An individual working for The Sunday Times called a bank pretending to be Gordon Brown to obtain details about the former prime minister’s finances, the paper’s editor said today.
John Witherow confirmed that the paper “blagged” information from Abbey National bank as part of an investigation in 2000 into the then-chancellor’s purchase of a flat from a company owned by the late media baron Robert Maxwell.
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The Sunday Times has argued that the story was in the public interest and that this would provide a defence to any charges brought under the Data Protection Act for accessing personal details, the Leveson Inquiry into press standards heard.
Witherow said the paper used a businessman called Barry Beardall to discover from a firm of solicitors how much Mr Brown paid for the flat.
“We believed that Mr Brown had purchased the flat at a cheaper price than valuers had put on it at the time,” he said.
Robert Jay QC, counsel to the inquiry, asked him: “Abbey National, which held Mr Brown’s mortgage for the flat, wrote to you alleging that someone had called its Bradford call centre six times pretending to be Mr Brown and was given information?” Witherow agreed: “That’s right.”
Jay went on: “Did someone on your behalf pretend to be Mr Brown to blag that information?” The editor replied: “Yes.” He confirmed the blagger was not Beardall.
An article published in the paper in July last year said: “The Sunday Times is still trying to establish whether any journalist then on the paper sought to access Brown’s mortgage information.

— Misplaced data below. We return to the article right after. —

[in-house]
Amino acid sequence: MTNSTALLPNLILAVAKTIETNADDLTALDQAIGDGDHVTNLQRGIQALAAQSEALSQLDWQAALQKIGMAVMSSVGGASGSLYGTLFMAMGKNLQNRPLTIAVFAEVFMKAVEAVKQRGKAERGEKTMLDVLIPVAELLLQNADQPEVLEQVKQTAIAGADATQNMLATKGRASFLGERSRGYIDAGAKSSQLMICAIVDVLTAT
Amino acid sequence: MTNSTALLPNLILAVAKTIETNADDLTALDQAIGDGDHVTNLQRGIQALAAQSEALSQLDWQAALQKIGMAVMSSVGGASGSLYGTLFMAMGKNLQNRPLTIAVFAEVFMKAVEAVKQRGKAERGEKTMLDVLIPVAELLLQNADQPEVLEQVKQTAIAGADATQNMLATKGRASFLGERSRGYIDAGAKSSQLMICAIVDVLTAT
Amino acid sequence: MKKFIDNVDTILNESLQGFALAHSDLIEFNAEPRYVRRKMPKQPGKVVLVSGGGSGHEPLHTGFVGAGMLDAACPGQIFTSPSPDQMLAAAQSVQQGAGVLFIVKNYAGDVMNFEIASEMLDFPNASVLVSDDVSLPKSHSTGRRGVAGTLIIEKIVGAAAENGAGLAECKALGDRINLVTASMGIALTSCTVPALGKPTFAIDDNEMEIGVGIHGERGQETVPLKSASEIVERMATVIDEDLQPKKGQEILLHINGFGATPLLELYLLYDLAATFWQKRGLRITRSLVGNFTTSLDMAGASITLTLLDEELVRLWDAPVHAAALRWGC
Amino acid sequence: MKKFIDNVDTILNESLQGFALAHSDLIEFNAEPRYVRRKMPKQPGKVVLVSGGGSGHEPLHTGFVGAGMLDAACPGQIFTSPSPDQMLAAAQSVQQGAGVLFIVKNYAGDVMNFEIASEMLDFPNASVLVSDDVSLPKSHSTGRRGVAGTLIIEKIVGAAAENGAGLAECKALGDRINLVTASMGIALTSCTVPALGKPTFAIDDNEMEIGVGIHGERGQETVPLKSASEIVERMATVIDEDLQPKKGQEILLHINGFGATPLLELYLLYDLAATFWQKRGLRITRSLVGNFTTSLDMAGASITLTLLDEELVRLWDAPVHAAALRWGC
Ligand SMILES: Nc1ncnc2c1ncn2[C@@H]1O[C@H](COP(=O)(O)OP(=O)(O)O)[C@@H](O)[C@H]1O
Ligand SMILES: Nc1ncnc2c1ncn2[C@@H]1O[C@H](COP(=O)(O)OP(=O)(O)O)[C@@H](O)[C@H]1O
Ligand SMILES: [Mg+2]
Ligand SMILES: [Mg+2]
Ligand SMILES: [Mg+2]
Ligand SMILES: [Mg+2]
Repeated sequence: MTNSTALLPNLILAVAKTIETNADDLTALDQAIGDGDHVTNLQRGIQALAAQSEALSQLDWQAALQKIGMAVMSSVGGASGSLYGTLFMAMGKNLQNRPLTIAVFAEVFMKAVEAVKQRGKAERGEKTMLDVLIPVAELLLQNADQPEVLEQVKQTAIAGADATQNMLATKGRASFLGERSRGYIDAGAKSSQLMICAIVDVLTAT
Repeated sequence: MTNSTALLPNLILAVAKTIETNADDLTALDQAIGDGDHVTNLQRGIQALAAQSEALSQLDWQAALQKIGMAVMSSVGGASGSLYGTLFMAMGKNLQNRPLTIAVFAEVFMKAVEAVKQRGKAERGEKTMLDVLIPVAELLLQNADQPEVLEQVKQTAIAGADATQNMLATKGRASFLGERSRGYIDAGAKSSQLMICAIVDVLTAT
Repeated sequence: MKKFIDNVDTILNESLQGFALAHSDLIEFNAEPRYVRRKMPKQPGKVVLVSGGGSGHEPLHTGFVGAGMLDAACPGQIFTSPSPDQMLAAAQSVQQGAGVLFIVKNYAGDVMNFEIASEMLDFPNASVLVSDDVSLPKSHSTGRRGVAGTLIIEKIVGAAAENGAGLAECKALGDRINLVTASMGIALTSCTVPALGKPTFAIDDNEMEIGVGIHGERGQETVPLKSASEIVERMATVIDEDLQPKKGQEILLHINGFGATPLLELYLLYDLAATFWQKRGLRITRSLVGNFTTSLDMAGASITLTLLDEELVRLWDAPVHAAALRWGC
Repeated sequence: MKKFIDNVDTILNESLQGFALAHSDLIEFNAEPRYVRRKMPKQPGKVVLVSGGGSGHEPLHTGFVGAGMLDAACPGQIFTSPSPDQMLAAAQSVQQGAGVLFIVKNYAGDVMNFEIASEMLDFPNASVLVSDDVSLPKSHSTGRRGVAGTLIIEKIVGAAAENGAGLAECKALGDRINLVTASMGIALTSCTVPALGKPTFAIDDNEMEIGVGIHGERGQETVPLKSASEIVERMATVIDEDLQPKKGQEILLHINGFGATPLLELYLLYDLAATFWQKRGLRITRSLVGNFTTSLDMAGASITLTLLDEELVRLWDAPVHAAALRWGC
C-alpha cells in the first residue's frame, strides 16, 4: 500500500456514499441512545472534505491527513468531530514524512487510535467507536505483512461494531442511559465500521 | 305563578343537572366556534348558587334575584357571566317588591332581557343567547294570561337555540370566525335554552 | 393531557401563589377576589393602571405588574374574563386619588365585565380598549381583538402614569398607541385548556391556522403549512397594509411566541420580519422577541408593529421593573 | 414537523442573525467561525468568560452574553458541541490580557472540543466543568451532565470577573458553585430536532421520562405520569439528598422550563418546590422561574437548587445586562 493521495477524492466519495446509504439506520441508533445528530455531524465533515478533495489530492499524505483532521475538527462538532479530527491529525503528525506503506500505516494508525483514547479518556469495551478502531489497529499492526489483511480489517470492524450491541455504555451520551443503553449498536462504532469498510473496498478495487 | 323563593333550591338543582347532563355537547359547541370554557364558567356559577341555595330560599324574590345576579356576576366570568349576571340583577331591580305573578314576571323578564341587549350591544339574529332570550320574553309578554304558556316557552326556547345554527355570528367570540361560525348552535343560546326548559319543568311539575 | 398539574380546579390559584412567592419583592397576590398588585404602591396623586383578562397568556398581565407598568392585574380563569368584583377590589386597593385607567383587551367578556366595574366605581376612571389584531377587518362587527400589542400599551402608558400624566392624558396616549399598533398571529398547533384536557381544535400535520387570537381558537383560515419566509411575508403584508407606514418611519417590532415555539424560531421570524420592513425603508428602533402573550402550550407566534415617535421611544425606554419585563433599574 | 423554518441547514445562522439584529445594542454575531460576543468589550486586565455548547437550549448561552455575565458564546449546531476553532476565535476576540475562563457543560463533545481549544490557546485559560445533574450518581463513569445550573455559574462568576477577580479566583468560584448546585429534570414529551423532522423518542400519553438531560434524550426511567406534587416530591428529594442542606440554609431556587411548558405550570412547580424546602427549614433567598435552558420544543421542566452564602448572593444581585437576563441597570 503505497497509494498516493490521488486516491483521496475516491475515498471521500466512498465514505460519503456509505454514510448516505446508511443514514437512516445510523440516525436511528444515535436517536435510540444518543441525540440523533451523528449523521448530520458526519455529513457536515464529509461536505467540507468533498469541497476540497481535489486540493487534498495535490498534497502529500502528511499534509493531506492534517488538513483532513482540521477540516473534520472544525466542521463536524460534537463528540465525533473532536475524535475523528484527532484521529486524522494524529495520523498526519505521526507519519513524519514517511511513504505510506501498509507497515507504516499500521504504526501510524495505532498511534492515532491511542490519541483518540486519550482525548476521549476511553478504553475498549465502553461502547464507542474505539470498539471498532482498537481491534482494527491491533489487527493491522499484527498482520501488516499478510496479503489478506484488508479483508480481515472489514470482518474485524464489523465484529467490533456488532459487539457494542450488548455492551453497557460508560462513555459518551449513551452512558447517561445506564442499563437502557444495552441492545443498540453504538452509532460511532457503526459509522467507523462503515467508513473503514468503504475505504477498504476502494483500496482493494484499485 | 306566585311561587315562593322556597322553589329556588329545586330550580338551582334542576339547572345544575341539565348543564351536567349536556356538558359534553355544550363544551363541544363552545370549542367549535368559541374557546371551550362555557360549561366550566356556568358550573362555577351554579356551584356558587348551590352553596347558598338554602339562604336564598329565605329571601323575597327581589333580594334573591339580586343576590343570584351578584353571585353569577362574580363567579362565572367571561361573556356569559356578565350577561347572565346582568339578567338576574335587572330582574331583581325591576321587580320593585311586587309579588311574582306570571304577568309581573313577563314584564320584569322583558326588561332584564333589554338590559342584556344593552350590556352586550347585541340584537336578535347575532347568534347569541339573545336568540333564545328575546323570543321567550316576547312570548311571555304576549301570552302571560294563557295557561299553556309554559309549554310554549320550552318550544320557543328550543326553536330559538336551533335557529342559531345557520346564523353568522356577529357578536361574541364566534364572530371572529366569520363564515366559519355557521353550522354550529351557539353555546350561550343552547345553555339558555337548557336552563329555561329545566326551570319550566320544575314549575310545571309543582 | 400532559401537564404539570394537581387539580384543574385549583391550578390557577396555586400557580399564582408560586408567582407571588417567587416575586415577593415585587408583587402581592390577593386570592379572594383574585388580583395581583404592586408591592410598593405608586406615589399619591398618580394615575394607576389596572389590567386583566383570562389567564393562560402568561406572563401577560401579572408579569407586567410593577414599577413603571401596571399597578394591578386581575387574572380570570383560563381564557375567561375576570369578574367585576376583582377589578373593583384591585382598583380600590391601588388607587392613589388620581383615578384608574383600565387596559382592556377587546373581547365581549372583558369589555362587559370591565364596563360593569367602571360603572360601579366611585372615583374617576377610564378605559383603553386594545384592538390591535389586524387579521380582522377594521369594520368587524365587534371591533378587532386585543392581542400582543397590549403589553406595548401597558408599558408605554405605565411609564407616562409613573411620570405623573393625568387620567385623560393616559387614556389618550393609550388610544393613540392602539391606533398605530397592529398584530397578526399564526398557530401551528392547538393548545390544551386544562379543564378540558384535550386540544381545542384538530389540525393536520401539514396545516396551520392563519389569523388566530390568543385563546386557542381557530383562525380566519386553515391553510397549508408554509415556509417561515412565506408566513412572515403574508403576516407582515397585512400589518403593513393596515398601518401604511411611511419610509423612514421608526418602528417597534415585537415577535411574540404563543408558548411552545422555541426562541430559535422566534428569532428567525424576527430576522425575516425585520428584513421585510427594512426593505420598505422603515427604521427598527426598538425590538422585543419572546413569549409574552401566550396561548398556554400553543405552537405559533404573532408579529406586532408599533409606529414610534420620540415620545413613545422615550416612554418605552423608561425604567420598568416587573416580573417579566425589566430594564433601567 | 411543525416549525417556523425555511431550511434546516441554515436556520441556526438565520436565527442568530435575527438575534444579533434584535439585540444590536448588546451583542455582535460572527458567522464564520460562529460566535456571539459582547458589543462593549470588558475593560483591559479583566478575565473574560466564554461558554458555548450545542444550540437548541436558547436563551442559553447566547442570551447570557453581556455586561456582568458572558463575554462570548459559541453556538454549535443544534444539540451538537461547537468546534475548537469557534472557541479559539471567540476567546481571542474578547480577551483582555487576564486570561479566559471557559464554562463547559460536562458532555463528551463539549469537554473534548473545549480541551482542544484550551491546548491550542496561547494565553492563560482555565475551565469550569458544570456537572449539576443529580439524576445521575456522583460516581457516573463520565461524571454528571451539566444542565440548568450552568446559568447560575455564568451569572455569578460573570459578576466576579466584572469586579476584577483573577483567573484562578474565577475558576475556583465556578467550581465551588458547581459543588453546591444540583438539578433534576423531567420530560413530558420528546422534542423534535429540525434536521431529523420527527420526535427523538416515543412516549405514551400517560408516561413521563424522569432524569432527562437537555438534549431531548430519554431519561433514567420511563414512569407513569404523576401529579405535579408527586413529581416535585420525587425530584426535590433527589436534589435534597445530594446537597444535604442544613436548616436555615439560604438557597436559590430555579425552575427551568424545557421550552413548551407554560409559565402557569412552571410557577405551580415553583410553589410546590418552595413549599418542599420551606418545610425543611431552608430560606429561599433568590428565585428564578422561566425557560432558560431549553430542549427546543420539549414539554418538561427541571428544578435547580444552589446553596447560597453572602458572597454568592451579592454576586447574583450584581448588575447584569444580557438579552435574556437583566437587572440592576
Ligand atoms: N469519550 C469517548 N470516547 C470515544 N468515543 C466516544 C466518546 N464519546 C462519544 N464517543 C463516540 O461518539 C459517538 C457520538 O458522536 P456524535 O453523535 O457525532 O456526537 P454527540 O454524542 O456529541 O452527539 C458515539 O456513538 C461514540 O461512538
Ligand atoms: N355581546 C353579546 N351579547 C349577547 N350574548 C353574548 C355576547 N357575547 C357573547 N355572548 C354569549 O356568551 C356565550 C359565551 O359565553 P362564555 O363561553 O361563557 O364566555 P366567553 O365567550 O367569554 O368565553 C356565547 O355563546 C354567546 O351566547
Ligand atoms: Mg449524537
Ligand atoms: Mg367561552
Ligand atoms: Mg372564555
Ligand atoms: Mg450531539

“Even if they had, such activities would have been legal as the story was clearly in the public interest.
“Section 55 of the 1998 Data Protection Act makes it an offence to access personal data – but also makes clear that this does not apply if ‘the obtaining, disclosing or procuring was justified as being in the public interest’.”
Use of subterfuge
Witherow said the Sunday Times sometimes used subterfuge for stories in the public interest but did not carry out “fishing expeditions”.
He said the paper has employed blagging and impersonation, including employing an actor as part of a deception, but has never hacked phones.
The editor stressed that the Sunday Times always considered whether it was justified in publishing a story.
“We have been given private information about ministers involving their financial affairs, which we could see no public interest in publishing, so we haven’t,” he said.
Witherow said he met the Prime Minister, the Chancellor and other senior Cabinet ministers “from time to time”, but played down the significance of these discussions.
He told the hearing: “When you meet them in private, you don’t often learn much more than you would from their speeches or when they are giving interviews on TV.
“It’s remarkable how little extra information you do get.”